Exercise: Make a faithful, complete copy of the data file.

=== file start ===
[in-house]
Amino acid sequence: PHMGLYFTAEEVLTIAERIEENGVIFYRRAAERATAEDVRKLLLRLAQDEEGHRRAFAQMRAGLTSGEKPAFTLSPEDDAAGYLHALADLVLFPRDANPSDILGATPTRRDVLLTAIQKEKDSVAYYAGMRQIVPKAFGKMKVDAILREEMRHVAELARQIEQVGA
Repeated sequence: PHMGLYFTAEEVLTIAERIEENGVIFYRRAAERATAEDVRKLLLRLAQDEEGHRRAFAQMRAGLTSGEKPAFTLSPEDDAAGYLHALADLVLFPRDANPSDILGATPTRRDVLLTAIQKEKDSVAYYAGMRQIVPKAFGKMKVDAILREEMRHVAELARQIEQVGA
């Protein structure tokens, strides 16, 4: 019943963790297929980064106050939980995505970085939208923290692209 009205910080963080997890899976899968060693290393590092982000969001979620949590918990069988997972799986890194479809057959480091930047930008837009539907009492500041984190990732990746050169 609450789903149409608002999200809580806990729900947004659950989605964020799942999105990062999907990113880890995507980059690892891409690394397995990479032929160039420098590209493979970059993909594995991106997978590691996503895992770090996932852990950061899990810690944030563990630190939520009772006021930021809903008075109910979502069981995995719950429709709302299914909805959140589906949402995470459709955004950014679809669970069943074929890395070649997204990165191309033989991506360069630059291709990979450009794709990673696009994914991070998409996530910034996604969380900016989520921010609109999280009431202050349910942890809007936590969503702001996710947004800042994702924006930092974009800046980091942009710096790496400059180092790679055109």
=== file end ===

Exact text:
[in-house]
Amino acid sequence: PHMGLYFTAEEVLTIAERIEENGVIFYRRAAERATAEDVRKLLLRLAQDEEGHRRAFAQMRAGLTSGEKPAFTLSPEDDAAGYLHALADLVLFPRDANPSDILGATPTRRDVLLTAIQKEKDSVAYYAGMRQIVPKAFGKMKVDAILREEMRHVAELARQIEQVGA
Repeated sequence: PHMGLYFTAEEVLTIAERIEENGVIFYRRAAERATAEDVRKLLLRLAQDEEGHRRAFAQMRAGLTSGEKPAFTLSPEDDAAGYLHALADLVLFPRDANPSDILGATPTRRDVLLTAIQKEKDSVAYYAGMRQIVPKAFGKMKVDAILREEMRHVAELARQIEQVGA
């Protein structure tokens, strides 16, 4: 019943963790297929980064106050939980995505970085939208923290692209 009205910080963080997890899976899968060693290393590092982000969001979620949590918990069988997972799986890194479809057959480091930047930008837009539907009492500041984190990732990746050169 609450789903149409608002999200809580806990729900947004659950989605964020799942999105990062999907990113880890995507980059690892891409690394397995990479032929160039420098590209493979970059993909594995991106997978590691996503895992770090996932852990950061899990810690944030563990630190939520009772006021930021809903008075109910979502069981995995719950429709709302299914909805959140589906949402995470459709955004950014679809669970069943074929890395070649997204990165191309033989991506360069630059291709990979450009794709990673696009994914991070998409996530910034996604969380900016989520921010609109999280009431202050349910942890809007936590969503702001996710947004800042994702924006930092974009800046980091942009710096790496400059180092790679055109």